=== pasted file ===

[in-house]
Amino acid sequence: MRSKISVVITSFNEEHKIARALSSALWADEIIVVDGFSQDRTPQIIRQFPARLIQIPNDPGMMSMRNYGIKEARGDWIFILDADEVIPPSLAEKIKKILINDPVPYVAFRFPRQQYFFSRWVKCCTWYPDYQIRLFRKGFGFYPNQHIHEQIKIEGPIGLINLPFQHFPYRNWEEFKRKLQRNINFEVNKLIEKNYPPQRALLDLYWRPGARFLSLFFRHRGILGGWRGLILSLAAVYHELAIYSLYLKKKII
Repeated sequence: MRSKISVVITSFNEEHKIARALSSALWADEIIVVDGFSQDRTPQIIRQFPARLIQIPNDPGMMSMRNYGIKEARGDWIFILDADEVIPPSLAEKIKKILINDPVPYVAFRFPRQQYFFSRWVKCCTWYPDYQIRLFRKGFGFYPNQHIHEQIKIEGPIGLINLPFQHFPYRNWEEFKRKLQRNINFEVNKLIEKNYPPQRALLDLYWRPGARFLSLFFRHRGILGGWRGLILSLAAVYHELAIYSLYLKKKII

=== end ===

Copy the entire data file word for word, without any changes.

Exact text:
[in-house]
Amino acid sequence: MRSKISVVITSFNEEHKIARALSSALWADEIIVVDGFSQDRTPQIIRQFPARLIQIPNDPGMMSMRNYGIKEARGDWIFILDADEVIPPSLAEKIKKILINDPVPYVAFRFPRQQYFFSRWVKCCTWYPDYQIRLFRKGFGFYPNQHIHEQIKIEGPIGLINLPFQHFPYRNWEEFKRKLQRNINFEVNKLIEKNYPPQRALLDLYWRPGARFLSLFFRHRGILGGWRGLILSLAAVYHELAIYSLYLKKKII
Repeated sequence: MRSKISVVITSFNEEHKIARALSSALWADEIIVVDGFSQDRTPQIIRQFPARLIQIPNDPGMMSMRNYGIKEARGDWIFILDADEVIPPSLAEKIKKILINDPVPYVAFRFPRQQYFFSRWVKCCTWYPDYQIRLFRKGFGFYPNQHIHEQIKIEGPIGLINLPFQHFPYRNWEEFKRKLQRNINFEVNKLIEKNYPPQRALLDLYWRPGARFLSLFFRHRGILGGWRGLILSLAAVYHELAIYSLYLKKKII